the stream, not the fish

the stream, not the fish

the game

A game I call, “Find the Racist” originated on the so-called left. I noticed how widespread this game was during the Trump administration. Many on the so-called right picked up on the game and plays their own version, “Find the Reverse-Racist.”

So what is “Find the Racist”? I call it a “game,” but those who play it do so with utmost seriousness. A video clip or quote will make the rounds, along with TV roundtable or kitchen table commentary about so-and-so who said or did this or that. Then indignation is expressed as ”How could they?” “In this day and age!” and an implicit or explicit, “Well, of course, they’re a racist.”

what’s good about the games?

The people who play these games sincerely, sincerely believe they’re doing good. They want themselves and others to be accountable for the harm caused by our words and actions. They want the harm to stop so healing can begin, for individuals and for society as a whole.

So let’s look at the evidence. Are these games in fact preventing harm and fostering healing?

human bodies

Did you know that when people called white are called “racist” their nervous system reacts automatically, flooding the body with cortisol and other fight-flight-freeze chemicals? All of this is automatic, below the level of conscious control in response to perceived threats of significance of any kind. In this state, it’s very hard for anyone to calmly and rationally see and respond to others and the world around them. In fact, to be called “racist” and to be called “pedophile” produce on average the same automatic physical response.

This is an extreme example of what happens within anyone who is labeled. And we label ourselves at least as often as others label us. Lazy, stupid, weak, a loser, a jerk, a bad daughter, a crummy father…whatever. We can be quite creative with labels.

“Find the Racist” is simple name-calling. Name-calling and labels produce anxiety, hyper-vigilance, depression, anger, defensiveness, suicidal thoughts, aggressive behavior. Never positive change.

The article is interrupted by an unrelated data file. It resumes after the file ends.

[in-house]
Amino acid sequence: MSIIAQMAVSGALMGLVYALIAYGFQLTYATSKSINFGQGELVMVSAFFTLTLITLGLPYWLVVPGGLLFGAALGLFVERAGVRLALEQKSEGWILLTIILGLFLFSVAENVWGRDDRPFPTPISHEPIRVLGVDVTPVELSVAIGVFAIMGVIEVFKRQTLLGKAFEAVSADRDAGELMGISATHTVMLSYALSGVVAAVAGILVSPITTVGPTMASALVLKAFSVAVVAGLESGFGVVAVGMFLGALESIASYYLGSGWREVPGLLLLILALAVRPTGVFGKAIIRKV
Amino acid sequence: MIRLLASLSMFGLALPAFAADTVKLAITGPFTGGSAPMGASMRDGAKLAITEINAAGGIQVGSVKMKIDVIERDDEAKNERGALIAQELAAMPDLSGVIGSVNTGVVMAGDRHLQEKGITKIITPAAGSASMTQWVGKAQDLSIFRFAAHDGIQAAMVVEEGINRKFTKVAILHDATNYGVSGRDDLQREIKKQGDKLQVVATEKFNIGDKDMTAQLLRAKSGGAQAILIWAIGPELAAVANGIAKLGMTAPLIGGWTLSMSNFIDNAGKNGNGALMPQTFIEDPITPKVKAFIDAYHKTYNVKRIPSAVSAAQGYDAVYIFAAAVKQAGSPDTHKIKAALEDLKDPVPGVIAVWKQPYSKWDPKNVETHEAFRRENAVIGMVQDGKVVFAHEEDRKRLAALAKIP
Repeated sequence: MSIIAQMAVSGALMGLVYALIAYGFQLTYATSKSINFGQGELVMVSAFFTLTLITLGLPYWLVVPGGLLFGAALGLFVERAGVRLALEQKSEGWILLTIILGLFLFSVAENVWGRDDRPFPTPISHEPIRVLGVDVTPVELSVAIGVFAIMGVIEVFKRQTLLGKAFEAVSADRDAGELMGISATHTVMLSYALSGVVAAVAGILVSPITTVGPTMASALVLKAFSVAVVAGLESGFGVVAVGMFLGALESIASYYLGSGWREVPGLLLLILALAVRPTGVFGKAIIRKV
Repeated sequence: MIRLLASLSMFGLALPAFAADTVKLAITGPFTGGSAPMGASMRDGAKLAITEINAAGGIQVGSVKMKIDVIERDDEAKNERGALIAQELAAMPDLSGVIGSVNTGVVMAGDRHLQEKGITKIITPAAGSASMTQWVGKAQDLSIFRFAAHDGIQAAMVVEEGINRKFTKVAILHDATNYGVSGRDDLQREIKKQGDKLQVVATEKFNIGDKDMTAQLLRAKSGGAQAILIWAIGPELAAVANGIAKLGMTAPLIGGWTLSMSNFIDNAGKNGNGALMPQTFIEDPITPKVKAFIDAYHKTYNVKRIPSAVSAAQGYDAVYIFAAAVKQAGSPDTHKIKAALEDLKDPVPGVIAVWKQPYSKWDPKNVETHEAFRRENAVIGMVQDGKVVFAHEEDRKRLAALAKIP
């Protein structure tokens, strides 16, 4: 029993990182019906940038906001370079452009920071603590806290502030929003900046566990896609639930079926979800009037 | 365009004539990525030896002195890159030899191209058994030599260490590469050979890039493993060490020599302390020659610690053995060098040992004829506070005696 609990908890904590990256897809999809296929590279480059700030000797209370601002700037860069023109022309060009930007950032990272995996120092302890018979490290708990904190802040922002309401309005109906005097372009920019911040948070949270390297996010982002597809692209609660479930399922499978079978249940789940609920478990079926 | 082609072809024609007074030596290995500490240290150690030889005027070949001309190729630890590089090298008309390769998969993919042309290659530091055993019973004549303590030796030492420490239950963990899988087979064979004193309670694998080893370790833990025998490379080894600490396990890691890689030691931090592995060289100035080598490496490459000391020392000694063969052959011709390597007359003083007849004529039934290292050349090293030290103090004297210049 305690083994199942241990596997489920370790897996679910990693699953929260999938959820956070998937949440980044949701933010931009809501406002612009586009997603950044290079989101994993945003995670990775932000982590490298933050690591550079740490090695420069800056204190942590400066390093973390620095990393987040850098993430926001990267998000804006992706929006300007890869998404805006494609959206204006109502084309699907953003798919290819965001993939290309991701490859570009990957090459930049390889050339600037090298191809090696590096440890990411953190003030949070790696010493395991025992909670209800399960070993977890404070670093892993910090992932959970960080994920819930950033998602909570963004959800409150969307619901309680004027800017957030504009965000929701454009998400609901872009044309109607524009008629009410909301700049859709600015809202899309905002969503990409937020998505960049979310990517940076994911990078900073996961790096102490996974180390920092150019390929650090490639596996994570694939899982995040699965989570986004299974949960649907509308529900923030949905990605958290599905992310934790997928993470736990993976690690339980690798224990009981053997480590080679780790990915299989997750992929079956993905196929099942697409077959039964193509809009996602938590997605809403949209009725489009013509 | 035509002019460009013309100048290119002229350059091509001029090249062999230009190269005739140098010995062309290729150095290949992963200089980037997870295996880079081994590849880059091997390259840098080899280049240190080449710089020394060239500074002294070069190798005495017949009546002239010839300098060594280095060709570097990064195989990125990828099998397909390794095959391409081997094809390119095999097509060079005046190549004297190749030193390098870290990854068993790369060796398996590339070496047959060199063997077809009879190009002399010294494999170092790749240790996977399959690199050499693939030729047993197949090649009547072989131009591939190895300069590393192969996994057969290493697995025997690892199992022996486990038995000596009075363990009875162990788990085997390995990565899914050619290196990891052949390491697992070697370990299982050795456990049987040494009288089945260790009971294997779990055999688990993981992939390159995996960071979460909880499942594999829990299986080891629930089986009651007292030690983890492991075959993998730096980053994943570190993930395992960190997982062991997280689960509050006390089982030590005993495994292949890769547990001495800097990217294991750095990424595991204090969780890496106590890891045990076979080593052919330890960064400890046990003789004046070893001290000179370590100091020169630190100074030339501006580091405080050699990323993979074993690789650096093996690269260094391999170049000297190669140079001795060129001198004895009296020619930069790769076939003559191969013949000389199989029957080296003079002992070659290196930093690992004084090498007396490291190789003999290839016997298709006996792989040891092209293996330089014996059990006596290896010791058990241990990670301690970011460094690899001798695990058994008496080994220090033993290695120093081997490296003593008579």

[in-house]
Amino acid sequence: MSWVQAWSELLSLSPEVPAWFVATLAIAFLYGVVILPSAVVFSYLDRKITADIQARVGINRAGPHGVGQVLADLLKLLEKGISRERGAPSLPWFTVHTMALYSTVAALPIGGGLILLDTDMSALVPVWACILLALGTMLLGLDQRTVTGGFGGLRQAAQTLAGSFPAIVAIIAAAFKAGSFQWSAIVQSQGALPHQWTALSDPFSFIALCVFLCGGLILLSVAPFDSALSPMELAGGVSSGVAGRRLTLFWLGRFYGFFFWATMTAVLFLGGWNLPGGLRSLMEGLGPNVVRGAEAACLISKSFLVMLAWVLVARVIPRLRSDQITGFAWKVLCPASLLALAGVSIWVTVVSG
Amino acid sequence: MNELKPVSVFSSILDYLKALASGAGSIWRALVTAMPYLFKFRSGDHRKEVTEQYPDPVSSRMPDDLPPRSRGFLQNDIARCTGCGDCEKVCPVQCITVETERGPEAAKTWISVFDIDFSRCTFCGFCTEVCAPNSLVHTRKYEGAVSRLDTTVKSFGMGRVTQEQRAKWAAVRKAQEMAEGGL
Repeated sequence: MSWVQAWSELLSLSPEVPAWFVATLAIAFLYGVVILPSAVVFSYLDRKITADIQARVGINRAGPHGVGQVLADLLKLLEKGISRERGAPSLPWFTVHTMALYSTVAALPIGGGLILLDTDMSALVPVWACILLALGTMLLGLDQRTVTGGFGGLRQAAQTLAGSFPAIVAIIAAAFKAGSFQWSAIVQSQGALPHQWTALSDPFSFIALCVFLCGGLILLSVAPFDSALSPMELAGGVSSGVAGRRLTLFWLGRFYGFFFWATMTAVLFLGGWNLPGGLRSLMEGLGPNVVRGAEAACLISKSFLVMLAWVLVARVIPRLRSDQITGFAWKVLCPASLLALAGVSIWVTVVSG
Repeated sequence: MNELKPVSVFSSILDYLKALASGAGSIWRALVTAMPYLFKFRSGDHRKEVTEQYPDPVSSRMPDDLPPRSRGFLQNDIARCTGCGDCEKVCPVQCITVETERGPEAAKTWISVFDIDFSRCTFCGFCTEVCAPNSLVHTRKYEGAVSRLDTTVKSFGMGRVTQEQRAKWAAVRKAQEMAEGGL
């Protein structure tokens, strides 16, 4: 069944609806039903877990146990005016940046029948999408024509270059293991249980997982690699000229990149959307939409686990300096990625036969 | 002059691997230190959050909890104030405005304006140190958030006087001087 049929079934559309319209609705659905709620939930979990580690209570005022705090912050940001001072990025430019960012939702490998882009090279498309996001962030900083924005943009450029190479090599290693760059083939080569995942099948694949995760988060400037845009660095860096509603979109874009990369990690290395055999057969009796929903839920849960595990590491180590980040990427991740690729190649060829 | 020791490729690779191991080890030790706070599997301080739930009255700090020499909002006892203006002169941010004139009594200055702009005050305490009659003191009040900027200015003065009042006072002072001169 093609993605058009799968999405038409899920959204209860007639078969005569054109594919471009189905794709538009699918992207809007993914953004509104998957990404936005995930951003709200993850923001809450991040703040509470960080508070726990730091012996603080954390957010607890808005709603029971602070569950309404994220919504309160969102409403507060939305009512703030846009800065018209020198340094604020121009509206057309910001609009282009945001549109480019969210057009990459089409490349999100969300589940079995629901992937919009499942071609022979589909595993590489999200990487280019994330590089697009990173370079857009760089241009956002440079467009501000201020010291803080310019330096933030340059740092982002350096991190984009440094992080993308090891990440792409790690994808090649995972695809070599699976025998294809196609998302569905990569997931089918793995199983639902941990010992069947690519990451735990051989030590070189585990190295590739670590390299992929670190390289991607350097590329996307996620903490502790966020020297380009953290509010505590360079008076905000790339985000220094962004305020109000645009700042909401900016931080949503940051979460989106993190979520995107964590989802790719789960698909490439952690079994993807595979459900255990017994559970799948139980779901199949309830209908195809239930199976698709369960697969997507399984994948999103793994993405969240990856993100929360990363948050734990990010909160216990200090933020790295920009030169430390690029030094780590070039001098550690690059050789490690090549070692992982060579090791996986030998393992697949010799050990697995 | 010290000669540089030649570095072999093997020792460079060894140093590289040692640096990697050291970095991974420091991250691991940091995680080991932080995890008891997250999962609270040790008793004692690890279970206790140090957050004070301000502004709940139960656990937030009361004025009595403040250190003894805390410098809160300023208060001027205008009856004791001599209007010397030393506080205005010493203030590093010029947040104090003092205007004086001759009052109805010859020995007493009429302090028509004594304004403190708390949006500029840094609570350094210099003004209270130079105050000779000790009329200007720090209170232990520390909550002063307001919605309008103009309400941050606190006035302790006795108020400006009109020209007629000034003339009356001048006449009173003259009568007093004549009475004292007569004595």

In fact, racism’s person-to-person dimension involves name-calling and labels! The Buffalo shooter committed murder with the false self-righteousness of racist labels. No good comes of it!

Zion’s own experience

Before Zion called me, the fear of their pastor condemning them as a racist was very real for at least one Zion person. I know that fear. In general, I know the fear of being called names, labeled, and condemned. And specifically, of being called and condemned as a racist.

Before Zion called me, we went on to have some productive initial conversations about important things, after this fear was expressed. But no thanks to the fear itself, and no thanks to name-calling and labeling. Instead, the thanks for positive conversation belongs to everyone who exercised courage, curiosity, and compassion.

a self-righteous prayer

Remember the parable Jesus tells of the self-righteous Pharisee and the humble sinner?

The Pharisee, standing by himself, was praying thus, “God, I thank you that I am not like other people: thieves, rogues, adulterers, or even like this tax-collector.” —Luke 18

The “Find the Racist” game and the “Find the Reverse-Racist” game are just like this: acts of self-righteousness. And self-righteousness only causes harm.

Identifying racists does not produce fruit of active love for black, brown, and indigenous people, who are the first harmed by racism. Nor does it express love of enemy, which Jesus calls us to embody. Instead of getting busy building uncommon relationships, understanding the problem, and taking action to heal all people and create true equity, we instead entrench ourselves deeper in an either-or power struggle over labels and a false sense of superiority.

If we say that we have no sin, we deceive ourselves, and the truth is not in us. —First John 1

There’s a better way. As Richard Rohr says, “The best criticism of the bad is the practice of the better.” Here’s a parable to orient better practice.

the stream, not the fish

Two fish swim in a stream. One swims with the current, the other swims against it. When you catch and eat them both, which one will taste better?

You don’t need to be a chef or a fisher to know that a fish is a fish and can be delicious, no matter which direction it’s swimming.